Leah DuMouchel, the new Township Planner, has analyzed the 1996 and 2010 Township community surveys.  At the September 16 meeting, she announced these conclusions:

  • The previous surveys were constructed well enough to offer actionable data.
  • Resident priorities have been broadly determined.
  • The top three priorities are natural features, downtown development, and recreation.
  • Residential development does not appear to be a strong enough priority to justify amending the master plan at this time.
  • Specific questions remain for which community input would be valuable.
  • Community engagement tools other than a survey may be more appropriate to gather that particular data.

What does this mean?  It means that most of the questions have already been answered.  Attitudes toward preservation and development changed little over the fifteen years separating the two surveys.  It is unlikely that opinions have changed in the five years since the 2010 survey.  She recommended stopping the survey project in its tracks.

The story continues below...


 DuMouchel's Analysis of the 1996 and 2010 Surveys (hi definition)

  • If the youtube window doesn't work, click here.  The slideshow pdf can be viewed or downloaded here.

There was no sign of Cobalt or its subcontractor, Douglas Communications, at this meeting.   The packet contained what appeared to be another draft of the Survey Questionnaire.  That turned out to be a compilation assembled by PC Chairperson Chockley.  She said that she had compiled those questions from previous surveys and Cobalt's 3rd draft.  Enthusiasm for discussing the Survey and Cobalt was dampened a bit after DuMouchel's presentation, but it gradually picked back up.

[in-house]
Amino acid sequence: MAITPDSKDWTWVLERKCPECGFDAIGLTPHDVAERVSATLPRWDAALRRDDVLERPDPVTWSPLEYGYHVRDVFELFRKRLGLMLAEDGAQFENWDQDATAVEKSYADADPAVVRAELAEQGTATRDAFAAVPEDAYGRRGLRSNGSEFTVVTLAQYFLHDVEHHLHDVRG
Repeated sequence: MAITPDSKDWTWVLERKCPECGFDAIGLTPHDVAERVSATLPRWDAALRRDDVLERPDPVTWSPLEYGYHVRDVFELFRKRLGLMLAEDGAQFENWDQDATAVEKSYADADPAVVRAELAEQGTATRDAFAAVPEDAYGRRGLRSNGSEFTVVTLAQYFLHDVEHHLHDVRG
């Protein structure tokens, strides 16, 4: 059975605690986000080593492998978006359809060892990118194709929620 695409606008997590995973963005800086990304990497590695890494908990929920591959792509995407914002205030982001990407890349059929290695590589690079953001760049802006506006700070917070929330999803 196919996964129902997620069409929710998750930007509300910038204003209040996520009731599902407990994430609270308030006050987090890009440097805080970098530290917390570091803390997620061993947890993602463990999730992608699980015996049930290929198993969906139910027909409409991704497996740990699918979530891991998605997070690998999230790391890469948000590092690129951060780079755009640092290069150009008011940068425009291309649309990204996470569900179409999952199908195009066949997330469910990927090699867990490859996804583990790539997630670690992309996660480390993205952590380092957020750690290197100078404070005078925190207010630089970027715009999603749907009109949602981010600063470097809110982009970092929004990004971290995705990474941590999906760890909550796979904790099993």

Somewhere in the middle of this, Ken Dignan made a motion to indefinitely postpone further discussion of Cobalt and its survey.

The low point of the meeting: Commissioner Stanalajczo asserting that if we didn't develop AG zoned areas we couldn't develop at all.

Several commissioners opined that "most" township residents had no idea what was going on or even knew a Master Plan existed.  On that basis they opined that survey questions had to be simplistic.

A more constructive approach would be to use the perceived lack of awareness to spur a program of Citizen engagement and education about our Master Plan. 

Instead Commissioner Stanalajczo continued his campaign for less informative Meeting Minutes. 

Case in point: his motion to delete four paragraphs from the August 19th Minutes.  What were those four paragraphs about?  They described the conversation between Chairperson Chockley and Kris Olssen of the Huron River Watershed Council.   They talked about the workshop attendance.  Controlling phosphorus runoff.  Recreation Conservation districts.  The Horseshoe Creek watershed.  The wellhead protection information on the County website.   Stanalajczo dismissed the information as "verbiage."  The irony is that he used five or ten minutes of the Commission's time in arguing about this, far exceeding the amount of time required to read the four paragraphs.

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Above are the four paragraphs that so vexed Mr. Stanalajzco.  (The bottom four)  (zoom controls on upper right of window)


Wednesday, September 16th: Planning Commission